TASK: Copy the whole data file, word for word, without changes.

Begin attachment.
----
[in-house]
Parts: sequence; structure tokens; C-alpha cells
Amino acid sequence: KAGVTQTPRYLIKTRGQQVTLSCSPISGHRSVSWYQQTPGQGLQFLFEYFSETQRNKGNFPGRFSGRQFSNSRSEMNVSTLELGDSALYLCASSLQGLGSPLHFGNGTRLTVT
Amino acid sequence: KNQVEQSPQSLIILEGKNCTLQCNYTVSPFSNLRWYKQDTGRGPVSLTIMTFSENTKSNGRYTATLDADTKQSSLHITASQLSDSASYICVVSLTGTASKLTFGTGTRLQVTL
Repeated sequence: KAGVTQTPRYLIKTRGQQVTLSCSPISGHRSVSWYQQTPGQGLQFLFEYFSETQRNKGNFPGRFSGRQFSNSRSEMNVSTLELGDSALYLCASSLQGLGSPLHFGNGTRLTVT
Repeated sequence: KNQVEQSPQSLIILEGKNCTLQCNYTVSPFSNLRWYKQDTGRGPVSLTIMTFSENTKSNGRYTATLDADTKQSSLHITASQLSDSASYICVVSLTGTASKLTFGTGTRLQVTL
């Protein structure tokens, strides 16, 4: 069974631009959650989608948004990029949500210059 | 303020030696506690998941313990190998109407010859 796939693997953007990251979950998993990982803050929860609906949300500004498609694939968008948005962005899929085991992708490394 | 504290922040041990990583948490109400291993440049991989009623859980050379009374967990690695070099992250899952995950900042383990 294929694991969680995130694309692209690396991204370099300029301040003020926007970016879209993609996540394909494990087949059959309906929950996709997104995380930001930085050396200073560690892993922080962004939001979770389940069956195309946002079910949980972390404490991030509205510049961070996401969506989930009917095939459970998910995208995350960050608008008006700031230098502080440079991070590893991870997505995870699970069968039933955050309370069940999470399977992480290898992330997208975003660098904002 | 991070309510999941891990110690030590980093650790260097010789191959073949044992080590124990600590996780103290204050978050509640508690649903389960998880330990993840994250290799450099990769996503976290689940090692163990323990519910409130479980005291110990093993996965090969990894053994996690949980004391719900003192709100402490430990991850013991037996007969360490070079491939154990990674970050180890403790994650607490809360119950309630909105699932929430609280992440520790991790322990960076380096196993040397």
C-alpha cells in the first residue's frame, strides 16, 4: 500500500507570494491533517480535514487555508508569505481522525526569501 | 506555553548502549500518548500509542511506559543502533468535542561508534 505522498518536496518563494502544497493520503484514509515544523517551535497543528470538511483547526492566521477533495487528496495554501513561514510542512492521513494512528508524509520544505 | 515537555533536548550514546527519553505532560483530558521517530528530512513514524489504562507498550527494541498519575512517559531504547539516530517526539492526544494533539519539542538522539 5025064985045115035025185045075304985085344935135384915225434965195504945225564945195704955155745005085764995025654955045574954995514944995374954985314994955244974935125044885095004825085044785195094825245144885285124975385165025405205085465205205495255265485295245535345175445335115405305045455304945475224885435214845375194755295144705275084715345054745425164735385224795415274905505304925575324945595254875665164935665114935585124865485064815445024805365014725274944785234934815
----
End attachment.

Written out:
[in-house]
Parts: sequence; structure tokens; C-alpha cells
Amino acid sequence: KAGVTQTPRYLIKTRGQQVTLSCSPISGHRSVSWYQQTPGQGLQFLFEYFSETQRNKGNFPGRFSGRQFSNSRSEMNVSTLELGDSALYLCASSLQGLGSPLHFGNGTRLTVT
Amino acid sequence: KNQVEQSPQSLIILEGKNCTLQCNYTVSPFSNLRWYKQDTGRGPVSLTIMTFSENTKSNGRYTATLDADTKQSSLHITASQLSDSASYICVVSLTGTASKLTFGTGTRLQVTL
Repeated sequence: KAGVTQTPRYLIKTRGQQVTLSCSPISGHRSVSWYQQTPGQGLQFLFEYFSETQRNKGNFPGRFSGRQFSNSRSEMNVSTLELGDSALYLCASSLQGLGSPLHFGNGTRLTVT
Repeated sequence: KNQVEQSPQSLIILEGKNCTLQCNYTVSPFSNLRWYKQDTGRGPVSLTIMTFSENTKSNGRYTATLDADTKQSSLHITASQLSDSASYICVVSLTGTASKLTFGTGTRLQVTL
């Protein structure tokens, strides 16, 4: 069974631009959650989608948004990029949500210059 | 303020030696506690998941313990190998109407010859 796939693997953007990251979950998993990982803050929860609906949300500004498609694939968008948005962005899929085991992708490394 | 504290922040041990990583948490109400291993440049991989009623859980050379009374967990690695070099992250899952995950900042383990 294929694991969680995130694309692209690396991204370099300029301040003020926007970016879209993609996540394909494990087949059959309906929950996709997104995380930001930085050396200073560690892993922080962004939001979770389940069956195309946002079910949980972390404490991030509205510049961070996401969506989930009917095939459970998910995208995350960050608008008006700031230098502080440079991070590893991870997505995870699970069968039933955050309370069940999470399977992480290898992330997208975003660098904002 | 991070309510999941891990110690030590980093650790260097010789191959073949044992080590124990600590996780103290204050978050509640508690649903389960998880330990993840994250290799450099990769996503976290689940090692163990323990519910409130479980005291110990093993996965090969990894053994996690949980004391719900003192709100402490430990991850013991037996007969360490070079491939154990990674970050180890403790994650607490809360119950309630909105699932929430609280992440520790991790322990960076380096196993040397």
C-alpha cells in the first residue's frame, strides 16, 4: 500500500507570494491533517480535514487555508508569505481522525526569501 | 506555553548502549500518548500509542511506559543502533468535542561508534 505522498518536496518563494502544497493520503484514509515544523517551535497543528470538511483547526492566521477533495487528496495554501513561514510542512492521513494512528508524509520544505 | 515537555533536548550514546527519553505532560483530558521517530528530512513514524489504562507498550527494541498519575512517559531504547539516530517526539492526544494533539519539542538522539 5025064985045115035025185045075304985085344935135384915225434965195504945225564945195704955155745005085764995025654955045574954995514944995374954985314994955244974935125044885095004825085044785195094825245144885285124975385165025405205085465205205495255265485295245535345175445335115405305045455304945475224885435214845375194755295144705275084715345054745425164735385224795415274905505304925575324945595254875665164935665114935585124865485064815445024805365014725274944785234934815